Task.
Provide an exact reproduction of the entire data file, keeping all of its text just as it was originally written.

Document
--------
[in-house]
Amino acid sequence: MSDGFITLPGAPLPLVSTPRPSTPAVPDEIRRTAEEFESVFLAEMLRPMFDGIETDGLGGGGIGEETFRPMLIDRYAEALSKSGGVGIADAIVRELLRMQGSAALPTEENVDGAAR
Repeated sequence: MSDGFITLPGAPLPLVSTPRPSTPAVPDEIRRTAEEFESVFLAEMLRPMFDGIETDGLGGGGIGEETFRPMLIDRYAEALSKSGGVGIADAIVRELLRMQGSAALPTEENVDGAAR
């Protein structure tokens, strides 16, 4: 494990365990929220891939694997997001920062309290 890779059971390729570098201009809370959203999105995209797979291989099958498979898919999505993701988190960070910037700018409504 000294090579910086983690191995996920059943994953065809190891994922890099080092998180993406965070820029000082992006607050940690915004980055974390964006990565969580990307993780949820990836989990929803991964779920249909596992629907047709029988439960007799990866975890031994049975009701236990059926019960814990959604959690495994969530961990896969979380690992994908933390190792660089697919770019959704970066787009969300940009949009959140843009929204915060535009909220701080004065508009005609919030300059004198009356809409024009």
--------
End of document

[in-house]
Amino acid sequence: MSDGFITLPGAPLPLVSTPRPSTPAVPDEIRRTAEEFESVFLAEMLRPMFDGIETDGLGGGGIGEETFRPMLIDRYAEALSKSGGVGIADAIVRELLRMQGSAALPTEENVDGAAR
Repeated sequence: MSDGFITLPGAPLPLVSTPRPSTPAVPDEIRRTAEEFESVFLAEMLRPMFDGIETDGLGGGGIGEETFRPMLIDRYAEALSKSGGVGIADAIVRELLRMQGSAALPTEENVDGAAR
């Protein structure tokens, strides 16, 4: 494990365990929220891939694997997001920062309290 890779059971390729570098201009809370959203999105995209797979291989099958498979898919999505993701988190960070910037700018409504 000294090579910086983690191995996920059943994953065809190891994922890099080092998180993406965070820029000082992006607050940690915004980055974390964006990565969580990307993780949820990836989990929803991964779920249909596992629907047709029988439960007799990866975890031994049975009701236990059926019960814990959604959690495994969530961990896969979380690992994908933390190792660089697919770019959704970066787009969300940009949009959140843009929204915060535009909220701080004065508009005609919030300059004198009356809409024009």